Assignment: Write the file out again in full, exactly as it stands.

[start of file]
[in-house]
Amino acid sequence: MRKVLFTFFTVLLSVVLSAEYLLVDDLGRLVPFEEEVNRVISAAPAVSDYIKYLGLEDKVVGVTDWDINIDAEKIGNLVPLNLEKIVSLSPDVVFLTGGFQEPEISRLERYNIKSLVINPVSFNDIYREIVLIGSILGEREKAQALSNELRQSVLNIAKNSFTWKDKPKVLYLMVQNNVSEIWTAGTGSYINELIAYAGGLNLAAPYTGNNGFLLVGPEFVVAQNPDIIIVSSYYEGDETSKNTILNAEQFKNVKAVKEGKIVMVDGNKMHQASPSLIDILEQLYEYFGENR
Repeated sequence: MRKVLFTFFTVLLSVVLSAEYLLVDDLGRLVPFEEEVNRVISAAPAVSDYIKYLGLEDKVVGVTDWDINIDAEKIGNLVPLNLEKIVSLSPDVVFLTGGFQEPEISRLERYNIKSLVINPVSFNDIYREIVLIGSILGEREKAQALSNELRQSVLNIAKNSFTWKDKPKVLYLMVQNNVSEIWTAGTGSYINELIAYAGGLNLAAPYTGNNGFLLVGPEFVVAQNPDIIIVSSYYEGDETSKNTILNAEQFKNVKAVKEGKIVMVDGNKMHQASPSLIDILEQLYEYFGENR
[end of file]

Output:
[in-house]
Amino acid sequence: MRKVLFTFFTVLLSVVLSAEYLLVDDLGRLVPFEEEVNRVISAAPAVSDYIKYLGLEDKVVGVTDWDINIDAEKIGNLVPLNLEKIVSLSPDVVFLTGGFQEPEISRLERYNIKSLVINPVSFNDIYREIVLIGSILGEREKAQALSNELRQSVLNIAKNSFTWKDKPKVLYLMVQNNVSEIWTAGTGSYINELIAYAGGLNLAAPYTGNNGFLLVGPEFVVAQNPDIIIVSSYYEGDETSKNTILNAEQFKNVKAVKEGKIVMVDGNKMHQASPSLIDILEQLYEYFGENR
Repeated sequence: MRKVLFTFFTVLLSVVLSAEYLLVDDLGRLVPFEEEVNRVISAAPAVSDYIKYLGLEDKVVGVTDWDINIDAEKIGNLVPLNLEKIVSLSPDVVFLTGGFQEPEISRLERYNIKSLVINPVSFNDIYREIVLIGSILGEREKAQALSNELRQSVLNIAKNSFTWKDKPKVLYLMVQNNVSEIWTAGTGSYINELIAYAGGLNLAAPYTGNNGFLLVGPEFVVAQNPDIIIVSSYYEGDETSKNTILNAEQFKNVKAVKEGKIVMVDGNKMHQASPSLIDILEQLYEYFGENR